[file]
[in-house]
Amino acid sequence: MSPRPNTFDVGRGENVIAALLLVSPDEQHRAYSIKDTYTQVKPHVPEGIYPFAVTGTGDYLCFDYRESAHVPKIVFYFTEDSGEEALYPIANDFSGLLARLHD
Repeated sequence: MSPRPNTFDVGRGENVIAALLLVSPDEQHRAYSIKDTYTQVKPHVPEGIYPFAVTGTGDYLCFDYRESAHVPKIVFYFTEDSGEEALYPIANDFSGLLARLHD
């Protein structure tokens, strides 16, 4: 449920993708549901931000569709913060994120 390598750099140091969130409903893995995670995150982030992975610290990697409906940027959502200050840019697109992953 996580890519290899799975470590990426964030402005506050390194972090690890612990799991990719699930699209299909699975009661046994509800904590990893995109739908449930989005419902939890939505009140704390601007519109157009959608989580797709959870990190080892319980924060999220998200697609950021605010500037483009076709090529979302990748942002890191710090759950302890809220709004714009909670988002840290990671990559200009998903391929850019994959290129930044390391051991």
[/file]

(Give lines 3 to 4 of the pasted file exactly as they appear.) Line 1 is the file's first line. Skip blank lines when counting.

Repeated sequence: MSPRPNTFDVGRGENVIAALLLVSPDEQHRAYSIKDTYTQVKPHVPEGIYPFAVTGTGDYLCFDYRESAHVPKIVFYFTEDSGEEALYPIANDFSGLLARLHD
């Protein structure tokens, strides 16, 4: 449920993708549901931000569709913060994120 390598750099140091969130409903893995995670995150982030992975610290990697409906940027959502200050840019697109992953 996580890519290899799975470590990426964030402005506050390194972090690890612990799991990719699930699209299909699975009661046994509800904590990893995109739908449930989005419902939890939505009140704390601007519109157009959608989580797709959870990190080892319980924060999220998200697609950021605010500037483009076709090529979302990748942002890191710090759950302890809220709004714009909670988002840290990671990559200009998903391929850019994959290129930044390391051991």